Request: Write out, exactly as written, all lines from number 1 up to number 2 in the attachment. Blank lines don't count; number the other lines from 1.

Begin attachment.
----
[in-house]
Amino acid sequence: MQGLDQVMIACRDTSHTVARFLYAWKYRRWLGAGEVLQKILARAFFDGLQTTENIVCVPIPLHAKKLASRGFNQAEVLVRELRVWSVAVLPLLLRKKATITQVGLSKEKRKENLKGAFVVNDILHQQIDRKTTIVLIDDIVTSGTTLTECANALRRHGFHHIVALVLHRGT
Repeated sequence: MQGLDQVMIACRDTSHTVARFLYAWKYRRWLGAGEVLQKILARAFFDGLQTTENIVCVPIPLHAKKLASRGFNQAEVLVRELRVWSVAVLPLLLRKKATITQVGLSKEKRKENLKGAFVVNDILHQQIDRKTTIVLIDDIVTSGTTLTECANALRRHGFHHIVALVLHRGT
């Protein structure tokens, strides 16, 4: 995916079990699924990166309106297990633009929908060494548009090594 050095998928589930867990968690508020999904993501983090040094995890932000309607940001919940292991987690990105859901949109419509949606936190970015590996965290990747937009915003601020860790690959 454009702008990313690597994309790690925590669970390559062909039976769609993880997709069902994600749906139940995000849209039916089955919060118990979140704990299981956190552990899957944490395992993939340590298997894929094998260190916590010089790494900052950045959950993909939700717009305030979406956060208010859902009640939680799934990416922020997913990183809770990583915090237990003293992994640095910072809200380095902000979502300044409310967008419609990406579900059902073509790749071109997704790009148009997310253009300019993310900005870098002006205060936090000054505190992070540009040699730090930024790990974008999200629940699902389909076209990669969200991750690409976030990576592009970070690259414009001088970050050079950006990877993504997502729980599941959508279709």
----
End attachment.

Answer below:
[in-house]
Amino acid sequence: MQGLDQVMIACRDTSHTVARFLYAWKYRRWLGAGEVLQKILARAFFDGLQTTENIVCVPIPLHAKKLASRGFNQAEVLVRELRVWSVAVLPLLLRKKATITQVGLSKEKRKENLKGAFVVNDILHQQIDRKTTIVLIDDIVTSGTTLTECANALRRHGFHHIVALVLHRGT